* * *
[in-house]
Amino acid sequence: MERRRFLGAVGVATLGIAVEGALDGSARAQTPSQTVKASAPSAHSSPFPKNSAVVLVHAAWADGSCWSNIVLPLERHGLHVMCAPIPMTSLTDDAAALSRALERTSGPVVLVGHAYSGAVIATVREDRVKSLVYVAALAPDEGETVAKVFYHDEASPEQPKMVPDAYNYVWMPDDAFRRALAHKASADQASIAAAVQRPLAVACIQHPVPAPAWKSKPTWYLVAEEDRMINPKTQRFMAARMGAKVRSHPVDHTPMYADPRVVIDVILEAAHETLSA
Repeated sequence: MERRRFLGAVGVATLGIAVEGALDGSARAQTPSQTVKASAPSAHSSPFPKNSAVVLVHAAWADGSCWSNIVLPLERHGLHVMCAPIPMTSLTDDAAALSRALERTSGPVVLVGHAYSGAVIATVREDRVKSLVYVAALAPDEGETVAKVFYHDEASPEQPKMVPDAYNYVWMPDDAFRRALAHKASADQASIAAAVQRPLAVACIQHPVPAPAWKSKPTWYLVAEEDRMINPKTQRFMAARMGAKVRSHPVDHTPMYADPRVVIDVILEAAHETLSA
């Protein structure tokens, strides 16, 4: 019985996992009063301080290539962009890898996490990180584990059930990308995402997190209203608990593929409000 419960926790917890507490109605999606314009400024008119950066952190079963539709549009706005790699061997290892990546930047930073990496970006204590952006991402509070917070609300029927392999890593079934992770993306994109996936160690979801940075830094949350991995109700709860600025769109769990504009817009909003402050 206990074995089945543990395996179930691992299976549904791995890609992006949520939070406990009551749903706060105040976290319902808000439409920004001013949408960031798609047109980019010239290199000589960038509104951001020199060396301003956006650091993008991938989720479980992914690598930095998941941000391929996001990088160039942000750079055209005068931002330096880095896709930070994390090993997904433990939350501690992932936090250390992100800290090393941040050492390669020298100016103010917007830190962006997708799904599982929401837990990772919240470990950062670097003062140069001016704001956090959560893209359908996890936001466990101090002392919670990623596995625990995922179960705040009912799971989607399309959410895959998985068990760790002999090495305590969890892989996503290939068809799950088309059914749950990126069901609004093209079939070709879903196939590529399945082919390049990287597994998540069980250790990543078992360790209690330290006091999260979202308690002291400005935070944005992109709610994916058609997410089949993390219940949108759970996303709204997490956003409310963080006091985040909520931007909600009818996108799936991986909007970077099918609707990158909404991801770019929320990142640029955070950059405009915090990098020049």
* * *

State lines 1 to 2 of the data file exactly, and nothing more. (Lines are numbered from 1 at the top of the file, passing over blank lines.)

[in-house]
Amino acid sequence: MERRRFLGAVGVATLGIAVEGALDGSARAQTPSQTVKASAPSAHSSPFPKNSAVVLVHAAWADGSCWSNIVLPLERHGLHVMCAPIPMTSLTDDAAALSRALERTSGPVVLVGHAYSGAVIATVREDRVKSLVYVAALAPDEGETVAKVFYHDEASPEQPKMVPDAYNYVWMPDDAFRRALAHKASADQASIAAAVQRPLAVACIQHPVPAPAWKSKPTWYLVAEEDRMINPKTQRFMAARMGAKVRSHPVDHTPMYADPRVVIDVILEAAHETLSA